Please welcome Sophia Rose to the blog with a traveling, non-fiction biography, On the Trail of Sherlock Holmes by Stephen Browning. Fans of Sherlock will want to check out Sophia’s thoughts on this walking tour…
by Stephen Browning
Genres: Biography, Non-Fiction
Purchase*: Amazon *affiliate
‘There can be no question, Mr Dear Watson, of the value of exercise before breakfast’
Sherlock Holmes in The Adventure of Black Peter
You may have been introduced to the magic of the greatest of English detectives by reading the books by Sir Arthur Conan Doyle or perhaps watching some of the hundreds of films or TV shows that feature the extraordinary adventures of Sherlock Holmes and Dr John H. Watson - now, this unique book offers a detailed itinerary for actually ‘walking’ Sherlock Holmes. Beginning, of course, at Baker Street a series of walks takes in the well-known, as well as some of the more obscure, locations of London as travelled by Holmes and Watson and a gallery of unforgettable characters in the stories. Details of each location and the story in which it features are given along with other items of interest - associated literary and historical information, social history, and events in Conan Doyle’s life. A chapter then explores Holmes’ adventures in the rest of the UK. 55 black and white original photographs accompany the text.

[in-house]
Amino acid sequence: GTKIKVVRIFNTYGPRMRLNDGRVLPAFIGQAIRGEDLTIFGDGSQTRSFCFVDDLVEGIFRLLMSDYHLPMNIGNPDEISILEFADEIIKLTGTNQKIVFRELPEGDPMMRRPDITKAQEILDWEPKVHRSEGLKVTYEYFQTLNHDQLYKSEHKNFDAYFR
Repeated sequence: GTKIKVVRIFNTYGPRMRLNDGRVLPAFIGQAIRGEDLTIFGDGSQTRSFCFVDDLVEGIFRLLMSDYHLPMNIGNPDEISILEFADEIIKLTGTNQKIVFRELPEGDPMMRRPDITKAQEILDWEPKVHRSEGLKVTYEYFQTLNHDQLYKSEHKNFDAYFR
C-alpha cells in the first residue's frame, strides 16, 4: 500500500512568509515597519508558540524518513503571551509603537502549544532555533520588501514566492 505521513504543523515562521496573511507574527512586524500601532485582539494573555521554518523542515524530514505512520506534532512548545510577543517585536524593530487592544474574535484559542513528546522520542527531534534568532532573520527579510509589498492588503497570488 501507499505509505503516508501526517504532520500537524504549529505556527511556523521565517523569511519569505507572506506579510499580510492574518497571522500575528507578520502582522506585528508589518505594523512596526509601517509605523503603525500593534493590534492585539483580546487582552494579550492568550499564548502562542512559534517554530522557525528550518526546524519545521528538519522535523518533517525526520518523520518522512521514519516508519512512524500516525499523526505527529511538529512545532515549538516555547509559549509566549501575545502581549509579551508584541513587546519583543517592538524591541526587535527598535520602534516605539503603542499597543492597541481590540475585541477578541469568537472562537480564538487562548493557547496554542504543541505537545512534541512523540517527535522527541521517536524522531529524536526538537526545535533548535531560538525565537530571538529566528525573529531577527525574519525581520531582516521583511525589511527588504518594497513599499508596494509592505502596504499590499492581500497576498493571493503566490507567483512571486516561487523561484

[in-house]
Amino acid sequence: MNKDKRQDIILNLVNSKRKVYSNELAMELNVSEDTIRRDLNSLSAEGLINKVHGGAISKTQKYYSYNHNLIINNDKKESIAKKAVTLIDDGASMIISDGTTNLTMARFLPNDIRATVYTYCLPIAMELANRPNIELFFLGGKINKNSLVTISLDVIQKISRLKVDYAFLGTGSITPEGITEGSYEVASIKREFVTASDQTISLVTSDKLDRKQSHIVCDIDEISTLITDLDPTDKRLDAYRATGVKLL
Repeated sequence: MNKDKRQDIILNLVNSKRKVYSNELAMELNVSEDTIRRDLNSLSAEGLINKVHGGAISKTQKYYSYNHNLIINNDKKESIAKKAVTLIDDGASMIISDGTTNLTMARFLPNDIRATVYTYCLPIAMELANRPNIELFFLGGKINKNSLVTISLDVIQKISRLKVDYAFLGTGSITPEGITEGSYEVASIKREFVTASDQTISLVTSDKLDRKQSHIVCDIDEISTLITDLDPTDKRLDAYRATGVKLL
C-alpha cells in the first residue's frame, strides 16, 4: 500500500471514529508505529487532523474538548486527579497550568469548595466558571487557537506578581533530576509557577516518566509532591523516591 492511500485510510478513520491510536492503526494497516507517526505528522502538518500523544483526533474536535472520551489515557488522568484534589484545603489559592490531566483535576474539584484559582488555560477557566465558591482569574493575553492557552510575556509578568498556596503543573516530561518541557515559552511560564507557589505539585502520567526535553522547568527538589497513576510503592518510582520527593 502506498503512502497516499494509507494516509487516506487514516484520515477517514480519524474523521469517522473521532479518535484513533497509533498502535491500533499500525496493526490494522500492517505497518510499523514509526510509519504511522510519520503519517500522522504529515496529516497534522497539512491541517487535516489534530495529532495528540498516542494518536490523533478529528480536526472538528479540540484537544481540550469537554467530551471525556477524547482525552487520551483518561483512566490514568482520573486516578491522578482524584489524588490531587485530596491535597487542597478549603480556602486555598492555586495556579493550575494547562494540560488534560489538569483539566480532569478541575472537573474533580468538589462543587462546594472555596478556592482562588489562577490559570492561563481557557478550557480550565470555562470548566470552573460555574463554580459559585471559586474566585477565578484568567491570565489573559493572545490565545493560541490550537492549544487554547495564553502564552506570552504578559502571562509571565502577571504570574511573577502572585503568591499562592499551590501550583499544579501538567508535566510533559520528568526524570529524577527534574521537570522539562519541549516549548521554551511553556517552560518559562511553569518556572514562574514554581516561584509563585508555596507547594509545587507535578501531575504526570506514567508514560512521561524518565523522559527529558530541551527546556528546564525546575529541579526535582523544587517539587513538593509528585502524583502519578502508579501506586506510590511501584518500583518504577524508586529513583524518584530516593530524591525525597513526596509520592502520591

This book is designed to appeal to anyone who wishes to gain a deeper understanding of the stories by travelling, even if just in imagination from an armchair, exactly the same London streets as Sherlock Holmes, and perhaps also by exploring some iconic Holmesian locations farther afield. ‘Come, Watson, come!’ Holmes says in The Adventure of the Abbey Grange. ‘The game is afoot. Not a word! Into your clothes and come!’
Sophia Rose’s Review
Marrying a travel book with a biography- no, two biographies- is genius to my way of thinking particularly when the travel matter is historic London and the biographies are Sir Arthur Conan Doyle and his fictitious character, Sherlock Holmes. I happily prepared for our walking tour as I snuggled into my reading chair and anticipated a wondrous vicarious experience since I consider myself a semi-serious Holmesian.
Stephen Browning begins with the man who made the book possible. He delivers an interesting biography of Sir Arthur Conan Doyle’s life up to the point he began writing the Sherlock Holmes stories. It was a perfect place to start and from there he was able to progress with bio details for Doyle even as he began to chat about Holmes and his Victorian London world through a series of Walking Tours. Each walking tour is between two-three miles long and incorporates different streets and locations mentioned in the Holmes’ stories as well as Doyle’s life. There are even tidbits about family, friends, and literary contemporaries to Doyle along with the mention of real life individuals and their stories that likely and did influence his writing of Sherlock Holmes. Like the celebrity detectives of the day who had some astounding deductions and solving of cases, Doyle’s own two dips into detective work led to the exoneration of both accused. Doyle told a story of meeting two children and their mother and overhearing the little boy talk led to the curious core of one of his favorite stories to write, The Musgrave Ritual.